Who will be the top SEC player selected next year?

That's your job, so go vote in our SportsNation poll and tell us who will emerge in 2015 as the SEC's highest-drafted player.

That can be a tricky assignment at this point in the year and with so much that can happen between now and the next draft. Alabama offensive tackle Cyrus Kouandjio was thought to be one of the SEC's marquee draft prospects heading into last season and didn't even go in the first round. By contrast, did anybody have Auburn offensive tackle Greg Robinson going with the No. 2 overall pick this time a year ago? I'm not even sure that thought crept into Robinson's mind last May.

The five candidates we've come up with all made Todd McShay's first mock draft for 2015, and I'm sure there are a handful of players we didn't consider putting on this list who will emerge as legitimate first-round picks.

The five we went with are all poised to have huge 2014 seasons.

Two of them are from Alabama -- safety Landon Collins and receiver Amari Cooper. If Collins does indeed go in the first round, that would mark the fifth time in the last six years that an Alabama defensive back will have gone in the first round. Cooper was slowed by injuries a year ago, but here's betting he returns to his freshman form that made him one of the most dangerous receivers in college football.

If healthy, Georgia's Todd Gurley is the total package at running back, even if running backs don't seem to be going in the first round a whole lot anymore.

Texas A&M's Cedric Ogbuehi has a chance to be the third straight top-10 pick at offensive tackle for the Aggies, while Florida defensive end Dante Fowler Jr. returns as one of the top big-play defensive threats in the league.

Go cast your vote, and we'll go over the results in the coming days.
Here are five matchups to watch when Georgia has the ball in Saturday's game in Jacksonville:

Todd Gurley's impact
[+] EnlargeTodd Gurley, Ahmad Christian
Dale Zanine/USA TODAY SportsDespite an injury-plagued season, Todd Gurley still rushed for nearly 1,000 yards and 10 TDs. He also improved as a receiver and had six TD receptions.
How important is All-SEC tailback Gurley to Georgia's offense? He hasn't played in nearly 15 quarters -- since spraining his ankle in the Sept. 28 win against LSU -- and he's still Georgia's leading rusher by more than 100 yards. Gurley (71-450) will return to the backfield against Florida's stout defense, but will he be the same player he was before the injury? He was averaging 112.5 rushing yards per game but has missed three-and-a-half games, and it's only reasonable to expect some rust on Saturday, particularly when the Gators are allowing just 3.7 yards per carry and 100.7 rushing yards per game (second in the SEC).

Thanks in part to injuries up front, they weren't as dominant in their last two games, both losses, allowing 175 rushing yards to LSU and 205 to Missouri. But with a few key faces returning up front -- including defensive tackle Damien Jacobs and possibly outside linebacker Ronald Powell -- Florida should pose a major test to Gurley and Georgia's rushing attack.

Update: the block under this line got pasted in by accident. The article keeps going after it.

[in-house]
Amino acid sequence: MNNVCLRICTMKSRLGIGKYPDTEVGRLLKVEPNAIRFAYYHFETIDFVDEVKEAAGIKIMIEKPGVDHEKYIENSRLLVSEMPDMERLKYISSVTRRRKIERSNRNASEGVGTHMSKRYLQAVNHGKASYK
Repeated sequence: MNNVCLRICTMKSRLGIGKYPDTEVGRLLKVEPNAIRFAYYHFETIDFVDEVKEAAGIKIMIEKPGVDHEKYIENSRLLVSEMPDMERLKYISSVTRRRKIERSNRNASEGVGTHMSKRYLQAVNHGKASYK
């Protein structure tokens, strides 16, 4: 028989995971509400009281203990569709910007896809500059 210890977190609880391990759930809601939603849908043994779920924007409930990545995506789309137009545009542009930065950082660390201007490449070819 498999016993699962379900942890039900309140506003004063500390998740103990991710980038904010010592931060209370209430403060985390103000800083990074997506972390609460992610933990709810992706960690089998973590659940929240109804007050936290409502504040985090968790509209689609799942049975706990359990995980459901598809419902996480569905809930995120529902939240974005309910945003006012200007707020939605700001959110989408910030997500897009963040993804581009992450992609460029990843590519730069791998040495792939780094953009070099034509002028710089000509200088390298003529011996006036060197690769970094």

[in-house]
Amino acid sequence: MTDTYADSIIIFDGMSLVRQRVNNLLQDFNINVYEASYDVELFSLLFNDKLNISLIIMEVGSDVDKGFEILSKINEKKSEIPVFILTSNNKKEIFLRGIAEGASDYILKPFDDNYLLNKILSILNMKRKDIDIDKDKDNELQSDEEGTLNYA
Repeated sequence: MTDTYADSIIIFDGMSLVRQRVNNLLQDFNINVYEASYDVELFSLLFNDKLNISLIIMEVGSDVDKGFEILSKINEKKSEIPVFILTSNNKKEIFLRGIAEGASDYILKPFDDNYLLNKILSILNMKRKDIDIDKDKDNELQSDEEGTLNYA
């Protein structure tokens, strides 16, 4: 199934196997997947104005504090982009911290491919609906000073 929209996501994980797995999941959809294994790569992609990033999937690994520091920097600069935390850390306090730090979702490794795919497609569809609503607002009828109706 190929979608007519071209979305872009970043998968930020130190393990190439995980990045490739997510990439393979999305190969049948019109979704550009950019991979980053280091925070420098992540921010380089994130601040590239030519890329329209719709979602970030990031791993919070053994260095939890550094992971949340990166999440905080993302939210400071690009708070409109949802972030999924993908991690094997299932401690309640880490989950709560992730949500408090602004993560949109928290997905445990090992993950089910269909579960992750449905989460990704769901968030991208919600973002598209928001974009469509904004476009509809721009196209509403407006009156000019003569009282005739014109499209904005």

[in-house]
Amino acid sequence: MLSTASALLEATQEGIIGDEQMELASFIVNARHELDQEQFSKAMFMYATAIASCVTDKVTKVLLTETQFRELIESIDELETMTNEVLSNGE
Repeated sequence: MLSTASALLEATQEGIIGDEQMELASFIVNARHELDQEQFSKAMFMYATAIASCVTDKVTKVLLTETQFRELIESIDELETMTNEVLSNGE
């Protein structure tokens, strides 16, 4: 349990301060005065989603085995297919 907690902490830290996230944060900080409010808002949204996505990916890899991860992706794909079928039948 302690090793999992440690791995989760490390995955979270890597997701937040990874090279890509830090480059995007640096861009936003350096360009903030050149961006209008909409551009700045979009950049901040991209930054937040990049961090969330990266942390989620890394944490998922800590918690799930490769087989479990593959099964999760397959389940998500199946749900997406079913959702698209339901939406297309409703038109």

Georgia's depleted receiving corps vs. Florida secondary
By this point, anybody who follows Georgia football with even a passing interest knows about the debilitating injuries that struck the Bulldogs' offense over the last month. They have been especially debilitating for a once-explosive receiving corps, which lost Malcolm Mitchell and Justin Scott-Wesley to season-ending knee injuries and Michael Bennett and Chris Conley to shorter-term ailments.

Conley is still out, but Bennett should be back from a two-game absence on Saturday, possibly bringing some productivity to a group that has struggled mightily in recent weeks. The Bulldogs passed for just 114 yards in a loss to Vanderbilt, with senior quarterback Aaron Murray failing to complete a pass of at least 20 yards for the first time in his career.

Facing Florida's aggressive secondary is no treat for the Bulldogs' passing game. The Gators surrendered an uncharacteristic 295 passing yards to Missouri in their last game, but with ball hawks like Loucheiz Purifoy, Jaylen Watkins and freshman Vernon Hargreaves III leading the charge, Florida leads the SEC and ranks fifth nationally in pass defense at 172.4 ypg.

Murray's composure vs. Gators
Murray largely put to rest questions about whether he was a big-game player in nearly flawless performances against South Carolina and LSU earlier this season. A composed performance against Florida on Saturday would place an additional nail in that particular coffin. The Florida native has never gotten off to a great start against the Gators, starting with his very first play as a freshman in 2010 -- when he threw an interception to Florida's Janoris Jenkins. Murray led a comeback to force overtime in that game but threw a back-breaking interception that helped Florida win 34-31 in the extra session. Georgia won each of the last two meetings against the Gators, but Murray was fairly shaky in both, going a combined 27-for-58 for 319 yards with three touchdowns and four interceptions. Georgia has a chance to build its first three-game winning streak against Florida since 1987-89, but it likely will need Murray to play his best game yet against the Gators for the streak to remain intact.